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Corey Squire

Lessons from Greenbuild

Posted by on 11/13/14 at 01:08pm

Recently, a few of us traveled to GreenBuild in New Orleans to see what’s new in the world of sustainability. Though the official theme of the conference was resilience (particularly relevant given the host city) a few other hot topics kept popping up. Here are three major themes that I noticed from Greenbuild 2014.

Disclosure is hip!

In 1906, journalist Upton Sinclair publish his novel “The Jungle” which revealed to the public the unsanitary and dangerous conditions in American meatpacking plants. Less than a year later, the US government passed the Meat Inspection Act and the Pure Food and Drug Act, requiring labeling and inspection to make sure no poisoned rats end up in our sausage.

Today, we are living in another jungle, one where the chemicals in our homes and businesses are damaging our health and causing all sorts of ailments, from asthma to cancer. Unlike in 1906, the government is not going to come to the rescue. This time, the architecture community, with tools like DECLARE and HPD, is shifting the market towards disclosure and working to ensure that only transparent, healthy materials end up in our buildings.

Some firms are going even further and disclosing the actual energy performance of their buildings as well as lessons learned from poor performing projects. At one Greenbuild session, an attendee from the audience asked how firms can speak publicly about mistakes without risking legal repercussion. At her firm, the in-house council wouldn’t allow any post occupancy evaluations at all because somebody might find a problem. Thankfully, this attitude seems to be coming to an end. More and more firms are talking about actual performance and sharing data that helps the entire community.

 

“Millennials don’t want to…”

Who are millennials and what makes them different from everyone else? How are the interests and expectations of this group going to change the industry and the world? This was a big topic this year at Greenbuild with speakers making claims that, “millennials won’t accept a traditional work environment” or “millennials want to improve the world through business” and the like. The realization is that architects need to rethink the entire built environment to accommodate the ideas of this new generation.

According to studies, millennials (born between 1980 and 2000) are more creative, more independent, less interested in rules, structure, or social norms, more secular, and more socially conscience than previous generations. The group is interested in “enjoying life now,” and not “waiting for our turn” or “climbing the corporate ladder.” The desire of companies to attract millennials and their unique skillsets has caused a mini revolution is the design of office environments. Operable windows, good air quality, urban settings, adjustable work stations, break rooms, and other amenities are becoming more common in office design. This is particularly true in the tech world, but is quickly spreading to other sectors, including architecture. The previous generation might have thought that spending nine hours in a cube farm was a fair price to pay for a chance at the corner office.  If millennials don’t enjoy their work environment, they’re off to a different office that can provide them with the amenities they’re looking for.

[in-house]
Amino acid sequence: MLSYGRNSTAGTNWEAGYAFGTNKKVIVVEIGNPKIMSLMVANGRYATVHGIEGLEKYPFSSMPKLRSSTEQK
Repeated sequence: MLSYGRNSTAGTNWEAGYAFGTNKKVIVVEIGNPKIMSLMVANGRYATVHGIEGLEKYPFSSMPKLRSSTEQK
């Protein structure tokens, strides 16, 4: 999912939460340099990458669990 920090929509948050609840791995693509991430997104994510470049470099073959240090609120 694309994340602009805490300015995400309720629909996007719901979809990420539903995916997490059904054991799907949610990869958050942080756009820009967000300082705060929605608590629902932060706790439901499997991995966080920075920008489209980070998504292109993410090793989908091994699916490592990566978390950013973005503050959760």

Biophilia is now mainstream

Only a few years ago, biophilia and biophilic design were one of those things that serious people didn’t talk about. It was seen as a “touchy-feely” concept with no scientific backing, along the lines of the juice cleanse or acupuncture. Since then, study after study has come out showing the benefits of (or more likely, the risks of not) incorporating biophilic elements in buildings on health, productivity, and well-being. Biophilia is now at the forefront of sustainable design and more and more research is being conducted to see how we can get the greatest benefit.

Humans, along with all animals, evolved in and alongside a specific environment. For us, this environment was the African savanna (not a white painted gyp office with 2’ by 2’ acoustical tile) and there are aspects of this environment that we biologically long for. If you’ve ever seen an animal showing signs of stress when brought into an unfamiliar environment, this is what we are feeling at a low level every day. Over time, stress manifests itself as depression, hypertension, and all sorts of physical and psychological ailments.

By designing our buildings and cities to be a little more like nature, we can go a long way towards improving the health and well-being of our society, and now with the science and industry acceptance to back it up.